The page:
By 1862, Virginians knew the war would not be over soon, and that their state would be hard hit. As the Confederate capital, Richmond was a symbolic Union objective. As the most heavily industrialized city in the South, it was a strategic target as well: its Tredegar Iron Works were the Confederacy’s largest munitions supplier. The Peninsula Campaign, launched in March, was the first of several sustained Union attempts to capture Richmond.
Union blockades of Southern ports were becoming successful at limiting Confederate trade, and a mounting casualty count began to strain already limited resources across the state. Black Virginians experienced new forms of oppression: the Confederacy increasingly impressed slaves to labor in support of the armies. But they also found new opportunities—federal legislation weakened fugitive slave laws, encouraging many slaves to flee across state lines. In July, blacks became eligible to serve in Union forces.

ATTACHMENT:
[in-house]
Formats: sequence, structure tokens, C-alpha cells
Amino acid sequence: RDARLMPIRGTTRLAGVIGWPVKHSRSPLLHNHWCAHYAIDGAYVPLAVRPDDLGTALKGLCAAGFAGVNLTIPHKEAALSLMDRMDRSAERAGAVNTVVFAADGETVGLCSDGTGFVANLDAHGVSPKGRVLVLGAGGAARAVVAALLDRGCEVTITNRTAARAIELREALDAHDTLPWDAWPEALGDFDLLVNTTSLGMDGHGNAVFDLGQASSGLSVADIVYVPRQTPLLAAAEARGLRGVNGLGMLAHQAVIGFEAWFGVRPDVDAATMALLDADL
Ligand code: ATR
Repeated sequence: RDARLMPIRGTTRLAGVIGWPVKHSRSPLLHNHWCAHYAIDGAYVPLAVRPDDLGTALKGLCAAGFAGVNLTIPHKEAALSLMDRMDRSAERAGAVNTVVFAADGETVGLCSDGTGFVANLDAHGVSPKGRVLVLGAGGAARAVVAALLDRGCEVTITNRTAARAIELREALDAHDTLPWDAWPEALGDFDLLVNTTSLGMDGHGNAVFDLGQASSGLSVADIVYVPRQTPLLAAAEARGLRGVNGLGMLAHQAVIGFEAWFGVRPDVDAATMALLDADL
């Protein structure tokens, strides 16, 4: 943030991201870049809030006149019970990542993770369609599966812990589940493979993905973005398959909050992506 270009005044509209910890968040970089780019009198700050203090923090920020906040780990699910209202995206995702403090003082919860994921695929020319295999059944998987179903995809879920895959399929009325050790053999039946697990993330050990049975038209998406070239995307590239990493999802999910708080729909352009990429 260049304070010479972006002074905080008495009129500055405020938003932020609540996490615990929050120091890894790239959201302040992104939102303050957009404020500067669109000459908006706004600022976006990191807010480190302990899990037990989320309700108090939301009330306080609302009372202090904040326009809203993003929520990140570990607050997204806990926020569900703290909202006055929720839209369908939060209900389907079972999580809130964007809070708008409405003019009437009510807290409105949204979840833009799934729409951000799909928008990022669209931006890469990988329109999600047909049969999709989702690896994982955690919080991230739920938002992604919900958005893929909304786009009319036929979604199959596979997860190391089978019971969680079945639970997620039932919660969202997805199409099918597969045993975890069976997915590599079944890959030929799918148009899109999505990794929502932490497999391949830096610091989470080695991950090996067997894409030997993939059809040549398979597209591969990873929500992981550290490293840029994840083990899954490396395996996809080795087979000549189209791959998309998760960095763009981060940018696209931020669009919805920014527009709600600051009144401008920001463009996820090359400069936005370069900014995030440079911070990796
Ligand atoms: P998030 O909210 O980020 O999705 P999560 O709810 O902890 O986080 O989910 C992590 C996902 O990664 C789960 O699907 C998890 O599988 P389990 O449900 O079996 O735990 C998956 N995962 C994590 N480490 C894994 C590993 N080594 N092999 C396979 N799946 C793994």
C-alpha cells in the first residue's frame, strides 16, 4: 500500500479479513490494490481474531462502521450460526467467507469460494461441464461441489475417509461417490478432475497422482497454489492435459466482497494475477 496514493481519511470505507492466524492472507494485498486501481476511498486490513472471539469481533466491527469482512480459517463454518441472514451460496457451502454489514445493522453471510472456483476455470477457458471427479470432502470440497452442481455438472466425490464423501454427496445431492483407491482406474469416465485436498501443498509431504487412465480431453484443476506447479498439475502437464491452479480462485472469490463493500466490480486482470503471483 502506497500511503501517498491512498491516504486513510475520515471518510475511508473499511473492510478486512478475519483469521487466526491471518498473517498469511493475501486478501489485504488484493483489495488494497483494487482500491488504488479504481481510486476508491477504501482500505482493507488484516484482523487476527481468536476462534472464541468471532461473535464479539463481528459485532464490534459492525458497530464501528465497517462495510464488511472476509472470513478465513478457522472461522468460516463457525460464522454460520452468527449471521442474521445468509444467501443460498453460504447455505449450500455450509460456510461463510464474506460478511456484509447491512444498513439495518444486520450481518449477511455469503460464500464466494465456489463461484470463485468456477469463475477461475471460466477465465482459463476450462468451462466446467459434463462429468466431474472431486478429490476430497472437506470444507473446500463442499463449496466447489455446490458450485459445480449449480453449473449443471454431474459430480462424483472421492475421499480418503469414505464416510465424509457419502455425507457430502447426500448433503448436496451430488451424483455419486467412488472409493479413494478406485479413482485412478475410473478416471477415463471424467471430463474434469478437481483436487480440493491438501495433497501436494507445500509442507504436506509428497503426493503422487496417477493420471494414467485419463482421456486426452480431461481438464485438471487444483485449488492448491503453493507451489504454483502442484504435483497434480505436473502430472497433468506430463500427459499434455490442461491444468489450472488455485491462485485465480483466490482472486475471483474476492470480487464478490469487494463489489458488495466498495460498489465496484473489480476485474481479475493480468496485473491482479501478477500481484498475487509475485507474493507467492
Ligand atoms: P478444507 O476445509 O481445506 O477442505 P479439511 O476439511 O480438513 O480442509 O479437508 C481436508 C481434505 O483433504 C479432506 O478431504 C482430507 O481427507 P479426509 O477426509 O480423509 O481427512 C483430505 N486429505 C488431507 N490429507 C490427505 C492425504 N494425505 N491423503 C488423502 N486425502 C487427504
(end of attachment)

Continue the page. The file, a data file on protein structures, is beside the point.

The western counties moved closer to separation from Virginia, and much of the region was controlled by Union forces. Yet as the year drew to a close, Confederate Virginians remained optimistic as their army experienced significant success in both defensive and offensive battles, with a particularly stunning victory over the Union at Fredericksburg in mid-December.